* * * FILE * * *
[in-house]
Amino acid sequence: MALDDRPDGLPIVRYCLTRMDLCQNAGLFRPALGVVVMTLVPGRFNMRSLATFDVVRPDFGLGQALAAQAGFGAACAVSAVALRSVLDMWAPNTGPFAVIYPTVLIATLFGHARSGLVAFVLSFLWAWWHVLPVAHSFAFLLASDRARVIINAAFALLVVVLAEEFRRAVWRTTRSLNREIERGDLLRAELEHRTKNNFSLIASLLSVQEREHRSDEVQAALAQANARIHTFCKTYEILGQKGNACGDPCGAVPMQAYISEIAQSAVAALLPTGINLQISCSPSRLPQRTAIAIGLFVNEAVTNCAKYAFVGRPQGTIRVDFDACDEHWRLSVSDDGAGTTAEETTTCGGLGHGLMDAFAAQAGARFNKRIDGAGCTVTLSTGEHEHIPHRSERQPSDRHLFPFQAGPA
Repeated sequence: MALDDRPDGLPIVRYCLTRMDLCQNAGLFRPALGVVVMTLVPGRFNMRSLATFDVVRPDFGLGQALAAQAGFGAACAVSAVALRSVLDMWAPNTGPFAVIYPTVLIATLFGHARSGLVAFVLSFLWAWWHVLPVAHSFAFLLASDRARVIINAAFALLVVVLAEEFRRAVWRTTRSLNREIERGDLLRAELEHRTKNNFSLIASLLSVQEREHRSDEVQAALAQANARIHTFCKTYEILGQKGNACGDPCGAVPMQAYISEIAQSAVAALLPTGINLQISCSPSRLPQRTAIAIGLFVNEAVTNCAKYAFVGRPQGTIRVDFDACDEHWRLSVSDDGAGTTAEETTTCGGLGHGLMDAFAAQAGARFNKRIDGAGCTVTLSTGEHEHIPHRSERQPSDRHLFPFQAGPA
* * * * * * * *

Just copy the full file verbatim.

[in-house]
Amino acid sequence: MALDDRPDGLPIVRYCLTRMDLCQNAGLFRPALGVVVMTLVPGRFNMRSLATFDVVRPDFGLGQALAAQAGFGAACAVSAVALRSVLDMWAPNTGPFAVIYPTVLIATLFGHARSGLVAFVLSFLWAWWHVLPVAHSFAFLLASDRARVIINAAFALLVVVLAEEFRRAVWRTTRSLNREIERGDLLRAELEHRTKNNFSLIASLLSVQEREHRSDEVQAALAQANARIHTFCKTYEILGQKGNACGDPCGAVPMQAYISEIAQSAVAALLPTGINLQISCSPSRLPQRTAIAIGLFVNEAVTNCAKYAFVGRPQGTIRVDFDACDEHWRLSVSDDGAGTTAEETTTCGGLGHGLMDAFAAQAGARFNKRIDGAGCTVTLSTGEHEHIPHRSERQPSDRHLFPFQAGPA
Repeated sequence: MALDDRPDGLPIVRYCLTRMDLCQNAGLFRPALGVVVMTLVPGRFNMRSLATFDVVRPDFGLGQALAAQAGFGAACAVSAVALRSVLDMWAPNTGPFAVIYPTVLIATLFGHARSGLVAFVLSFLWAWWHVLPVAHSFAFLLASDRARVIINAAFALLVVVLAEEFRRAVWRTTRSLNREIERGDLLRAELEHRTKNNFSLIASLLSVQEREHRSDEVQAALAQANARIHTFCKTYEILGQKGNACGDPCGAVPMQAYISEIAQSAVAALLPTGINLQISCSPSRLPQRTAIAIGLFVNEAVTNCAKYAFVGRPQGTIRVDFDACDEHWRLSVSDDGAGTTAEETTTCGGLGHGLMDAFAAQAGARFNKRIDGAGCTVTLSTGEHEHIPHRSERQPSDRHLFPFQAGPA